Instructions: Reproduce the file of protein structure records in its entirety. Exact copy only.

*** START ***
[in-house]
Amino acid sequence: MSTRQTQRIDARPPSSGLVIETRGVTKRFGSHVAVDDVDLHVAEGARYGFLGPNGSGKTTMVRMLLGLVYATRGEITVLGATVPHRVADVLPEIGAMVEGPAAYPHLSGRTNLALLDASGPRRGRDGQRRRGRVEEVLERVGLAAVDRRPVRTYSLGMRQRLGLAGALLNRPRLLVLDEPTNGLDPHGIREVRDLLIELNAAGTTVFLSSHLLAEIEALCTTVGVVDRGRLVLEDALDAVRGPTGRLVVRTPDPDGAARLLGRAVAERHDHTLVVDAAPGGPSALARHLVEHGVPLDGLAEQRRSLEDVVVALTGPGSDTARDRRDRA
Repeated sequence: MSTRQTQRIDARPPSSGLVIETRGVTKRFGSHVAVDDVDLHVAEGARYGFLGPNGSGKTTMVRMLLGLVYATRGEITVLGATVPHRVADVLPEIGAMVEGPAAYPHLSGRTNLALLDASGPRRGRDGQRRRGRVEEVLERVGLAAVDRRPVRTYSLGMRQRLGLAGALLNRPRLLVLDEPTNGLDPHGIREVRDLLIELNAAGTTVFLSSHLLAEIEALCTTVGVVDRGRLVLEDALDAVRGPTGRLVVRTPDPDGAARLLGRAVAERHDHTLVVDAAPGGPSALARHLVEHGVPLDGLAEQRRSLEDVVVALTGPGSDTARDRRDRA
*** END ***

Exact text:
[in-house]
Amino acid sequence: MSTRQTQRIDARPPSSGLVIETRGVTKRFGSHVAVDDVDLHVAEGARYGFLGPNGSGKTTMVRMLLGLVYATRGEITVLGATVPHRVADVLPEIGAMVEGPAAYPHLSGRTNLALLDASGPRRGRDGQRRRGRVEEVLERVGLAAVDRRPVRTYSLGMRQRLGLAGALLNRPRLLVLDEPTNGLDPHGIREVRDLLIELNAAGTTVFLSSHLLAEIEALCTTVGVVDRGRLVLEDALDAVRGPTGRLVVRTPDPDGAARLLGRAVAERHDHTLVVDAAPGGPSALARHLVEHGVPLDGLAEQRRSLEDVVVALTGPGSDTARDRRDRA
Repeated sequence: MSTRQTQRIDARPPSSGLVIETRGVTKRFGSHVAVDDVDLHVAEGARYGFLGPNGSGKTTMVRMLLGLVYATRGEITVLGATVPHRVADVLPEIGAMVEGPAAYPHLSGRTNLALLDASGPRRGRDGQRRRGRVEEVLERVGLAAVDRRPVRTYSLGMRQRLGLAGALLNRPRLLVLDEPTNGLDPHGIREVRDLLIELNAAGTTVFLSSHLLAEIEALCTTVGVVDRGRLVLEDALDAVRGPTGRLVVRTPDPDGAARLLGRAVAERHDHTLVVDAAPGGPSALARHLVEHGVPLDGLAEQRRSLEDVVVALTGPGSDTARDRRDRA